Candidates who believe they will be able to apply their specific hard skills (IT, structures, programming, water treatment, etc) that they have learned in school or on in the work place in four months will be disappointed unless their expectations are managed. Those specific skills are just one tool within the very large tool box required by a development worker; this Fellowship is meant to introduce members to that skill set.

Mandatory Requirements

While volunteers should be selected primarily on their ability to achieve these goals there are also a number or minimum requirements that must also be met to be eligible to participate in the Professional Fellowship program. To be considered for a placement the candidate must be meet the following requirements:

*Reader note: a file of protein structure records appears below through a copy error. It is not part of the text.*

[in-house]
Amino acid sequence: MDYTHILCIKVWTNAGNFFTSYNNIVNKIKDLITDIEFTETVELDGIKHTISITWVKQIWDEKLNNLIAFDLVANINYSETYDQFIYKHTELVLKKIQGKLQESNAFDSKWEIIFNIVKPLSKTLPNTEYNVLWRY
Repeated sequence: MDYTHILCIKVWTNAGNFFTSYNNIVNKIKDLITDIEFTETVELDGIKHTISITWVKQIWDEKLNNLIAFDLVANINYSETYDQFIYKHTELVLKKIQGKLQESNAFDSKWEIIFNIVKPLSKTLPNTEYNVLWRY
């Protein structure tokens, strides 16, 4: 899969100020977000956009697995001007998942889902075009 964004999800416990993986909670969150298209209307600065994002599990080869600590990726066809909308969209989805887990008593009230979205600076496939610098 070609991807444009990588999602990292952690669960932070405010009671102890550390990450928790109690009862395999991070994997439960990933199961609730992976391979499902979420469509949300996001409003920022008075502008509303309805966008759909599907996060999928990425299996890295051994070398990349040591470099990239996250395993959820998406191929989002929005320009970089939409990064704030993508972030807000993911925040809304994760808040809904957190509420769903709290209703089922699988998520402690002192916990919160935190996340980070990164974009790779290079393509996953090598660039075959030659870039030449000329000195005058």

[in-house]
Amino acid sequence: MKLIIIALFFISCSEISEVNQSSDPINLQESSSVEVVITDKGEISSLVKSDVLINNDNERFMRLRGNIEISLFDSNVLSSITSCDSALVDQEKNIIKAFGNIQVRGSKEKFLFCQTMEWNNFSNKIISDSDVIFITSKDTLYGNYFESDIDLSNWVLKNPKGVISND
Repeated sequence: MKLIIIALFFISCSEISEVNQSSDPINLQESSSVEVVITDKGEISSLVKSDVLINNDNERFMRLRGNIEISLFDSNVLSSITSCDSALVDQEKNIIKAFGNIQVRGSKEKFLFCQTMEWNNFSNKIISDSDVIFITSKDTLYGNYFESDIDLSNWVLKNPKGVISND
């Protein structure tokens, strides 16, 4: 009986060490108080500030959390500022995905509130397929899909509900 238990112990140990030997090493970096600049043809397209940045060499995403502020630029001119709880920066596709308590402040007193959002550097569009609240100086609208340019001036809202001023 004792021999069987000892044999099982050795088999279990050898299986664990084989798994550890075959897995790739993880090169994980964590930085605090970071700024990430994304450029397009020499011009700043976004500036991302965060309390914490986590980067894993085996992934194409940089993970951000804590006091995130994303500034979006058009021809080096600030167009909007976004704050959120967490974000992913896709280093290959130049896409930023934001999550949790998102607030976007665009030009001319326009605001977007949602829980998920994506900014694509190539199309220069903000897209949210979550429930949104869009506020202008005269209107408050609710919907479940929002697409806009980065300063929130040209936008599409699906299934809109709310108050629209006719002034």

The candidate must be a Canadian citizen or permanent resident.

There are a few reasons for this requirement the most significant of which is that the cost of international travel insurance for someone who does not have provincial health coverage can more than double the cost of the Fellowship. Furthermore EWB does not have the capacity to establish relationships with other consulates and governments to ensure the proper support of our Professional Fellows should they require diplomatic assistance while abroad.

The candidate must be a member of the chapter who is willing to assume a formal or informal leadership role in the chapter in the following year.

The candidate must be available to volunteer for the entire period of the placement (Approximately August to December).